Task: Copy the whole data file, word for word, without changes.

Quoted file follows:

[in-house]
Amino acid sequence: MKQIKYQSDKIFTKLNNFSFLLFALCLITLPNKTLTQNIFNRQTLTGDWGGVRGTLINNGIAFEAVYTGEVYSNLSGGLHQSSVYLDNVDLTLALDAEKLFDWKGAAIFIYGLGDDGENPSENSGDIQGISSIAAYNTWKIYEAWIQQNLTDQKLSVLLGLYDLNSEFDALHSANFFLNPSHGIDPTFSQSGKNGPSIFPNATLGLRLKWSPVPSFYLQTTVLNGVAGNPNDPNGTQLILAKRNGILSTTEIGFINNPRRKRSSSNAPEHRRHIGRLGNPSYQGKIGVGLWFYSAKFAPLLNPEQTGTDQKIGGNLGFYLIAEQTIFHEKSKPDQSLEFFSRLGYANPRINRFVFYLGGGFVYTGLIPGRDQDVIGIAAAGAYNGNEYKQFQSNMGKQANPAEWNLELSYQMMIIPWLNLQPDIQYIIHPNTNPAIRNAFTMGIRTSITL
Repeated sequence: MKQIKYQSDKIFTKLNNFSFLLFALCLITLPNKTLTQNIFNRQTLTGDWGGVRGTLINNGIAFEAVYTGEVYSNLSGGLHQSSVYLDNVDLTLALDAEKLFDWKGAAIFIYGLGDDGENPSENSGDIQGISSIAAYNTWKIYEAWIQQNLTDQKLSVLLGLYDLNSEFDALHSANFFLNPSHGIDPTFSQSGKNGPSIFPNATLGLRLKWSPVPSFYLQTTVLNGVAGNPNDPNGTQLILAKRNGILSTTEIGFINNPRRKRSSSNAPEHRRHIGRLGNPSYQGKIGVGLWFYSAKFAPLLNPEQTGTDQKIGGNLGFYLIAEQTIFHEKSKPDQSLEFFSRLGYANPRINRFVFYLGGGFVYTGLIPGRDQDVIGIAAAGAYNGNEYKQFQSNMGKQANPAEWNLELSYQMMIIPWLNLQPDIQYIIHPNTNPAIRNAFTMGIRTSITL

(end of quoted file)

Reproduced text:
[in-house]
Amino acid sequence: MKQIKYQSDKIFTKLNNFSFLLFALCLITLPNKTLTQNIFNRQTLTGDWGGVRGTLINNGIAFEAVYTGEVYSNLSGGLHQSSVYLDNVDLTLALDAEKLFDWKGAAIFIYGLGDDGENPSENSGDIQGISSIAAYNTWKIYEAWIQQNLTDQKLSVLLGLYDLNSEFDALHSANFFLNPSHGIDPTFSQSGKNGPSIFPNATLGLRLKWSPVPSFYLQTTVLNGVAGNPNDPNGTQLILAKRNGILSTTEIGFINNPRRKRSSSNAPEHRRHIGRLGNPSYQGKIGVGLWFYSAKFAPLLNPEQTGTDQKIGGNLGFYLIAEQTIFHEKSKPDQSLEFFSRLGYANPRINRFVFYLGGGFVYTGLIPGRDQDVIGIAAAGAYNGNEYKQFQSNMGKQANPAEWNLELSYQMMIIPWLNLQPDIQYIIHPNTNPAIRNAFTMGIRTSITL
Repeated sequence: MKQIKYQSDKIFTKLNNFSFLLFALCLITLPNKTLTQNIFNRQTLTGDWGGVRGTLINNGIAFEAVYTGEVYSNLSGGLHQSSVYLDNVDLTLALDAEKLFDWKGAAIFIYGLGDDGENPSENSGDIQGISSIAAYNTWKIYEAWIQQNLTDQKLSVLLGLYDLNSEFDALHSANFFLNPSHGIDPTFSQSGKNGPSIFPNATLGLRLKWSPVPSFYLQTTVLNGVAGNPNDPNGTQLILAKRNGILSTTEIGFINNPRRKRSSSNAPEHRRHIGRLGNPSYQGKIGVGLWFYSAKFAPLLNPEQTGTDQKIGGNLGFYLIAEQTIFHEKSKPDQSLEFFSRLGYANPRINRFVFYLGGGFVYTGLIPGRDQDVIGIAAAGAYNGNEYKQFQSNMGKQANPAEWNLELSYQMMIIPWLNLQPDIQYIIHPNTNPAIRNAFTMGIRTSITL